Review by Win Wiacek
Pseudonymous creator Mitsuhisa Kuji continues her richly researched historical re-enactment of the legend of William Tell as collected in this second English-language volume of Wolfsmund.
Set in 14th century Switzerland, the saga is titled after the forbidding fortress situated mountain passes controlling so much of local life. Wolfsmund 1 introduced Wolfram the Bailiff, a sadistic sentinel with a dark genius for ferreting out insurrection, disposing of freedom fighters and crushing the people’s hopes. So far nobody has survived falling under his excoriating gaze.
A horrific murderously medieval passion play resumes with ‘Hans and Eva Part One’ as another would-be rebel dies from torture and the aging innkeeper of Uri again publicly rows with his lovely and extremely young wife. Gossip is rife amongst the villagers and for once it’s all true: she married him for his money while he wanted her for her body. The area’s resistance fighters are more concerned with their impossibly bad luck. Somehow, valued, experienced men keep falling to Wolfram’s agents. It’s almost as if someone is informing on them…
The dark fable concludes in ‘Hans and Eva Part Two’ as with their cover blown the innkeeper and his repentant bride seek safe passage from Wolfram. The pair are left to the tender mercies of the rebels, so will they survive?
This increasingly dark and shocking volume saga then relates the appalling story of ‘Cedar and Juwel’. With the struggle intensifying and Wolfram’s reprisals hitting ever harder, an itinerant street performer and her little girl arrive at the pass. The debased woman Cedar wants to return to her home in Germany and will happily ply the tricks of more than one trade to get there, and she doesn’t seem to care whether her daughter Juwel comes with her or not. However, after seducing a Bishop she comes to the attention of Wolfram – a far harder audience to impress. The savage games he plays with both mother and child lead to a concatenation of tragedies that compel the mysterious Madam of the Inn to blow her own cover, heralding the foreboding return of the land’s inevitable liberator… the last son of William Tell.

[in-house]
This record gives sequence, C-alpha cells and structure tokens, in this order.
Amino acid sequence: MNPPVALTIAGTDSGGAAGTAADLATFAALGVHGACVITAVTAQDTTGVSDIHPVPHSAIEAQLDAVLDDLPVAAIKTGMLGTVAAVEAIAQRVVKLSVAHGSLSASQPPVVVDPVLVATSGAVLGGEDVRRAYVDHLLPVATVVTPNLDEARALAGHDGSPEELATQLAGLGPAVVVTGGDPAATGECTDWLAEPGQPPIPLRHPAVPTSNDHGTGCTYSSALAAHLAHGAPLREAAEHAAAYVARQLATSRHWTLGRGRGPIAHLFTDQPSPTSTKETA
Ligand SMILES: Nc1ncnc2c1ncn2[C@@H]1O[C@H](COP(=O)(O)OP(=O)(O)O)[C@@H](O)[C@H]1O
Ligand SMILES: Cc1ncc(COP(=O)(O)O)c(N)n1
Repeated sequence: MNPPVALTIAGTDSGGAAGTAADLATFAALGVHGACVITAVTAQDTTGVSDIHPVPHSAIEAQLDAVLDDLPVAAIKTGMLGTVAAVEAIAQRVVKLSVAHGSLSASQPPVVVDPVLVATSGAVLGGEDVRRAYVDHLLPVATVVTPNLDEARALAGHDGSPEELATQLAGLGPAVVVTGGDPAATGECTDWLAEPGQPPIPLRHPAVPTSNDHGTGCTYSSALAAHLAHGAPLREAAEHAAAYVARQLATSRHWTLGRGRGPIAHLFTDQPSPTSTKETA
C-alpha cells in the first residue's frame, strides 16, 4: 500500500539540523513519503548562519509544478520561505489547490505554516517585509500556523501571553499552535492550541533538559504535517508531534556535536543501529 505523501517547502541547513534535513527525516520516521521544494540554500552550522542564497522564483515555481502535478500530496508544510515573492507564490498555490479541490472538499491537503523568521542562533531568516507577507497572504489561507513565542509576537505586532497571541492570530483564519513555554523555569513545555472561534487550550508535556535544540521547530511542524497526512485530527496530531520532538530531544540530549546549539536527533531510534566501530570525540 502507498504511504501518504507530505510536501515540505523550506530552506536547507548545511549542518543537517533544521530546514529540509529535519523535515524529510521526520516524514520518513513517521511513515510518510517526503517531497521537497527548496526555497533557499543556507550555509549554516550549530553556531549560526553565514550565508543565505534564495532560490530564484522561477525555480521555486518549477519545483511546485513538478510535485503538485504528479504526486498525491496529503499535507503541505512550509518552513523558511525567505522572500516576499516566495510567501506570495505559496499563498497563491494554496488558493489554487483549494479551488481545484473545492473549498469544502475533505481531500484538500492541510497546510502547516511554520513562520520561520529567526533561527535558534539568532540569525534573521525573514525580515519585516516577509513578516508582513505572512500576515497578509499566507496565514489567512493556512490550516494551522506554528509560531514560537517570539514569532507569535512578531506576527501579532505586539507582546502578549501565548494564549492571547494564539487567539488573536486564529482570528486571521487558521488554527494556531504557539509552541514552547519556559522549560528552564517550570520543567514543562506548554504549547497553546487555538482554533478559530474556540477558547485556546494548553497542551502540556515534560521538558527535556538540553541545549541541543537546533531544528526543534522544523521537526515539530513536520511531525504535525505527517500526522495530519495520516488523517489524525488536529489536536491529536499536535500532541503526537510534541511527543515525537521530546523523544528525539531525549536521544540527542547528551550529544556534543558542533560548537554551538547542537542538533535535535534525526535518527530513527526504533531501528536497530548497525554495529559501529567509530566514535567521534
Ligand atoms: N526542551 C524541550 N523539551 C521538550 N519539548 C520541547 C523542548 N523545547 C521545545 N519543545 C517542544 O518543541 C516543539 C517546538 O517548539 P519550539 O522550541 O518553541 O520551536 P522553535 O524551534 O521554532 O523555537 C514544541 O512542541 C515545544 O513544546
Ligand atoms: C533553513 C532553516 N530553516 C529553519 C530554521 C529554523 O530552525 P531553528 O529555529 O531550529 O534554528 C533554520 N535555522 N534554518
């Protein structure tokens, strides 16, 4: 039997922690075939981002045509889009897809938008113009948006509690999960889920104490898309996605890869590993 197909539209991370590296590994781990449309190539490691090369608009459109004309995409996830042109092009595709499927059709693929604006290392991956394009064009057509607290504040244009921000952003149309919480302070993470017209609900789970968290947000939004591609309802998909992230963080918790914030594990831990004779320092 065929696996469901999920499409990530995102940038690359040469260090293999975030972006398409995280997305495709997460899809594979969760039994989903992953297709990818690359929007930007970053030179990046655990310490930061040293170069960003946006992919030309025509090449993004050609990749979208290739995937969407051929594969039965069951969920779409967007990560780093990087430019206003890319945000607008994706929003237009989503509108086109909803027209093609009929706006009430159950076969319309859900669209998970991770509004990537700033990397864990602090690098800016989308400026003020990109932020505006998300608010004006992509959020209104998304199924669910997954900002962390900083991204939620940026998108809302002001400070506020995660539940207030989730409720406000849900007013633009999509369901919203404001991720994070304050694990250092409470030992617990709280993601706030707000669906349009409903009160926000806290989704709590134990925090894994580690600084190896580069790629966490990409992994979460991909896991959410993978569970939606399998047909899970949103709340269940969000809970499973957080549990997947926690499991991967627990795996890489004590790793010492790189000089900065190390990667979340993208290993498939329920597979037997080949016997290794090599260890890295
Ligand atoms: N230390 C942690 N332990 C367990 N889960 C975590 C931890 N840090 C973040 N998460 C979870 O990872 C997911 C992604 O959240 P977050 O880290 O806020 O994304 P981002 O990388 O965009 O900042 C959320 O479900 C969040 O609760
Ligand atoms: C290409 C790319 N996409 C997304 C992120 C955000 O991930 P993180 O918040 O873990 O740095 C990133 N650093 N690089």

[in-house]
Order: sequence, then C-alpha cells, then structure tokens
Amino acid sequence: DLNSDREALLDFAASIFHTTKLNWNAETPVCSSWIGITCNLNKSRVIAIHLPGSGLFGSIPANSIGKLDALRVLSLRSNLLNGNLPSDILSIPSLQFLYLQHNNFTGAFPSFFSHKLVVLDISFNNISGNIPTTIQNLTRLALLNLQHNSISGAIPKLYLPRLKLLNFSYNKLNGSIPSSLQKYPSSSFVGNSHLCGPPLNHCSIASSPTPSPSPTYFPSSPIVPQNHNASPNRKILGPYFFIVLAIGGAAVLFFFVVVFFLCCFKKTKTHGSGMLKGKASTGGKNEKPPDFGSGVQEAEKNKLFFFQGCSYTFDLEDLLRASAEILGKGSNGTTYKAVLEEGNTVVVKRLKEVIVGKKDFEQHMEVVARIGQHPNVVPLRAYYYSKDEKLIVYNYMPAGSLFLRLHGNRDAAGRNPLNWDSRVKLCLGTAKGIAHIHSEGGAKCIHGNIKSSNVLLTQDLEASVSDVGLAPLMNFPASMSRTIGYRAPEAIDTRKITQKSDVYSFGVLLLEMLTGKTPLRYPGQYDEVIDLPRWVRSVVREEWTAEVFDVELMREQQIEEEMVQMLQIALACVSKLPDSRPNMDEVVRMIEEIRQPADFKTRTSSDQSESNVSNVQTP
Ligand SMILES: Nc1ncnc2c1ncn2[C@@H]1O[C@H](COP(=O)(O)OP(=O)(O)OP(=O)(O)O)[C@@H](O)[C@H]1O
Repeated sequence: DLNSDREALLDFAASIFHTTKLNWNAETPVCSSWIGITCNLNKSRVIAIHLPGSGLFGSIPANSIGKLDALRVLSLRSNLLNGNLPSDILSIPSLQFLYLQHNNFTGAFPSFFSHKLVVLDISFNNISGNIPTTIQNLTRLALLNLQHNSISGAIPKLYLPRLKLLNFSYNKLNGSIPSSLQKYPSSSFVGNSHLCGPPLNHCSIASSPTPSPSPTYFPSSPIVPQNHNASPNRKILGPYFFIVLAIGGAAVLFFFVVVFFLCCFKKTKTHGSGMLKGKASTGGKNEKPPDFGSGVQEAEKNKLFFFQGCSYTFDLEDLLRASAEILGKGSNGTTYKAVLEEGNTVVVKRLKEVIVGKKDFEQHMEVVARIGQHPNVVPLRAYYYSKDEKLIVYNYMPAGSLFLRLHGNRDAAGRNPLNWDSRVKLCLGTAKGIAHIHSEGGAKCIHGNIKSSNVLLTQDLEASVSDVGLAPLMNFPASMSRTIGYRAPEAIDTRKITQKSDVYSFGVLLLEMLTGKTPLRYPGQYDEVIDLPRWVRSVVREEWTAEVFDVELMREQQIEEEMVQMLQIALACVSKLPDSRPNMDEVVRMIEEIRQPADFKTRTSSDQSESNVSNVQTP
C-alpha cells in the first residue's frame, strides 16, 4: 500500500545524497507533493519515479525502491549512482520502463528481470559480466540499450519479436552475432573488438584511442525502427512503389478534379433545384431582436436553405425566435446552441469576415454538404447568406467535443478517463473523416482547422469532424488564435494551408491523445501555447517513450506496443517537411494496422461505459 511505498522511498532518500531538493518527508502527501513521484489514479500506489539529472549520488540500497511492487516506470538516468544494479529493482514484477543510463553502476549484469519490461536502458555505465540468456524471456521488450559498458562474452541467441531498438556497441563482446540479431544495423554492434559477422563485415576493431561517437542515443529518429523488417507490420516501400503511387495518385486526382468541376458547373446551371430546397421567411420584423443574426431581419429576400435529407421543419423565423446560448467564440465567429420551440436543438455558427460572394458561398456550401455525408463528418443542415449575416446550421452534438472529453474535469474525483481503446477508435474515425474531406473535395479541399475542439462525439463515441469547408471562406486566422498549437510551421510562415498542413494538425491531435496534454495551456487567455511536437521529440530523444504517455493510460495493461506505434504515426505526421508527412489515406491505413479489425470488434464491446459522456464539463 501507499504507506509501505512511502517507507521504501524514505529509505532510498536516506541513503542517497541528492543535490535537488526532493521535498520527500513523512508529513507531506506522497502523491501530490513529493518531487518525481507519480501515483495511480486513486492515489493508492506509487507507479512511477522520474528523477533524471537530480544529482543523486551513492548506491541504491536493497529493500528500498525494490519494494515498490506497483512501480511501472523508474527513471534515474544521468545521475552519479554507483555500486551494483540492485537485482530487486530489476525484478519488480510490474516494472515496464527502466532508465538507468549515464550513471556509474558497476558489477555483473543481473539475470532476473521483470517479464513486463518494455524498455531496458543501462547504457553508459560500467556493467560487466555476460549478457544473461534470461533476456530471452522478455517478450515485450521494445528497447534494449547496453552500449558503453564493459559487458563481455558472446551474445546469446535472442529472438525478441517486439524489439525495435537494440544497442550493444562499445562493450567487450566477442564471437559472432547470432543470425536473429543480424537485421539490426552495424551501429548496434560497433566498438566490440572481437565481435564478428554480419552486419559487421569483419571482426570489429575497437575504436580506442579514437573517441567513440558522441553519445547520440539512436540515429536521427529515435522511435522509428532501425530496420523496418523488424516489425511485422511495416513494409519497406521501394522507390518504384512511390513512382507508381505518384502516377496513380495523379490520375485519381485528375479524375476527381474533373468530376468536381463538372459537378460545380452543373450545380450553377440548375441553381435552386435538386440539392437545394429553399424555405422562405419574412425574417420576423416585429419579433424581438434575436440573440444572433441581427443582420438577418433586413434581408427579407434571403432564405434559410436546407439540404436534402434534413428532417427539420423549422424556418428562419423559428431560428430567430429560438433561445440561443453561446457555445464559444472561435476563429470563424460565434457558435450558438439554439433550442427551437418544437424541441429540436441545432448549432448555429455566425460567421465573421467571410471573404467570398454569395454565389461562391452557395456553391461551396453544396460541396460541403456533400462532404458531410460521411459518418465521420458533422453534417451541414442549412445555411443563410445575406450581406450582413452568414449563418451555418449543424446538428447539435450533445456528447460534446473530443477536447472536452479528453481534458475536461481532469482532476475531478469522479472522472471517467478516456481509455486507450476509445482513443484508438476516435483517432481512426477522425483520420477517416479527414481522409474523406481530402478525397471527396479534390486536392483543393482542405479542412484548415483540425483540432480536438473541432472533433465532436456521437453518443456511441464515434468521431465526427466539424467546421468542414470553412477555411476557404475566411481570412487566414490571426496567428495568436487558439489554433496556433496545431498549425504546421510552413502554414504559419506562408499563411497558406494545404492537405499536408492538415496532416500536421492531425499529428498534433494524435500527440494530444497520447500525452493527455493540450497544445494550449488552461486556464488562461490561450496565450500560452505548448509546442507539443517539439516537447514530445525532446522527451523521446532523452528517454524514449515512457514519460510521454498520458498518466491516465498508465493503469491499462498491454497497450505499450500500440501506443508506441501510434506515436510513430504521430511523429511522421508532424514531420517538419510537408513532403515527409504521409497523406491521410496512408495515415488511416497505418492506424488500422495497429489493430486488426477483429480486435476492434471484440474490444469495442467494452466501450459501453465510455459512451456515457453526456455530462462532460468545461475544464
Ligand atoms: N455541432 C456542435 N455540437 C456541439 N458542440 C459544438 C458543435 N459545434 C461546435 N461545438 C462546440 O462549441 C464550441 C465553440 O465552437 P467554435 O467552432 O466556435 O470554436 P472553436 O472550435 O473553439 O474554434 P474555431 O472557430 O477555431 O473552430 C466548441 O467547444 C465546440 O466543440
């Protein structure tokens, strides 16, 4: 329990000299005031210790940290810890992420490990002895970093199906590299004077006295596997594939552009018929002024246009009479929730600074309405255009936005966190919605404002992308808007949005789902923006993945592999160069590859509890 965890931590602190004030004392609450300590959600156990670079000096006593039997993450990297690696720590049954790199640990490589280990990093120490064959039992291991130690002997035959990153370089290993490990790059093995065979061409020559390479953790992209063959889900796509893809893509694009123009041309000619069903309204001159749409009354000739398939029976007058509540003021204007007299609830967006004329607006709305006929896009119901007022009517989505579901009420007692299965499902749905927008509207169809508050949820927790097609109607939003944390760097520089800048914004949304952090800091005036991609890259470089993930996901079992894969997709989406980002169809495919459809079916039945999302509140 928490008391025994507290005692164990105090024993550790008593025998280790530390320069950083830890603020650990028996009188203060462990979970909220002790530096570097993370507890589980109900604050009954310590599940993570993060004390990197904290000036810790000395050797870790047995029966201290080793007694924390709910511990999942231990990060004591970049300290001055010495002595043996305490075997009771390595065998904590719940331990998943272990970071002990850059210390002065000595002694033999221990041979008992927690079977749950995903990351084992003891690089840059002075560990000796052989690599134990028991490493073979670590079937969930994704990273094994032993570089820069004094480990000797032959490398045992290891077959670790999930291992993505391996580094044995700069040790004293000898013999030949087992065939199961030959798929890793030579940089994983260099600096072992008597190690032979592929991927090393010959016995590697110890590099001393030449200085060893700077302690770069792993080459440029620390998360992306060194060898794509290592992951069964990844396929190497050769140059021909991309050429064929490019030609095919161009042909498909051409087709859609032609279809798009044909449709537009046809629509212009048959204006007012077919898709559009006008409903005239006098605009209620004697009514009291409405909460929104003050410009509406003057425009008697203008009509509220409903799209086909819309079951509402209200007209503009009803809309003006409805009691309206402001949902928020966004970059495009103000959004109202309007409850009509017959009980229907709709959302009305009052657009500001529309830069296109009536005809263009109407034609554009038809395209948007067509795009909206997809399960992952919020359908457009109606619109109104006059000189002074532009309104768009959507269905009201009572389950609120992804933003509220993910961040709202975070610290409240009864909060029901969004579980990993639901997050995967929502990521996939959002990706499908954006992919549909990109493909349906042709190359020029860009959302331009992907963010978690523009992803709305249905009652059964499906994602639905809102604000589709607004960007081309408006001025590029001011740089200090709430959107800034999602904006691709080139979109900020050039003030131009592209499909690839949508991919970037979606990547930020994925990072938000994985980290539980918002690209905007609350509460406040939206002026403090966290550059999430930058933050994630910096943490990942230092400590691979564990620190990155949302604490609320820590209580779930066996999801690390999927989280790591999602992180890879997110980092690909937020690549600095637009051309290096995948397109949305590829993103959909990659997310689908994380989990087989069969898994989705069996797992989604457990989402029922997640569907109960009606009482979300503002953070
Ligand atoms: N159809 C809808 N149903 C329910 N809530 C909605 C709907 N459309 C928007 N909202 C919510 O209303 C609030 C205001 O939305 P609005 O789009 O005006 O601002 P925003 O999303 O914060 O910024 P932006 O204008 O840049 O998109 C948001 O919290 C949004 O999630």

This stunningly bleak and breathtakingly vicious examination of the human cost of national liberation is rendered with astounding skill. Stark, uncompromising illustration perfectly compliments the daunting milieu, adamantine scenery and cruelly brutal episodes wherein heroes of “the Eternal Alliance” repeatedly try and fail to pass through the Wolf’s Maw or fool the brutally deadly cherub in command.
This unhappy saga is best enjoyed by older readers, who realise that not every ending is a cheery one, and it continues in Wolfsmund 3.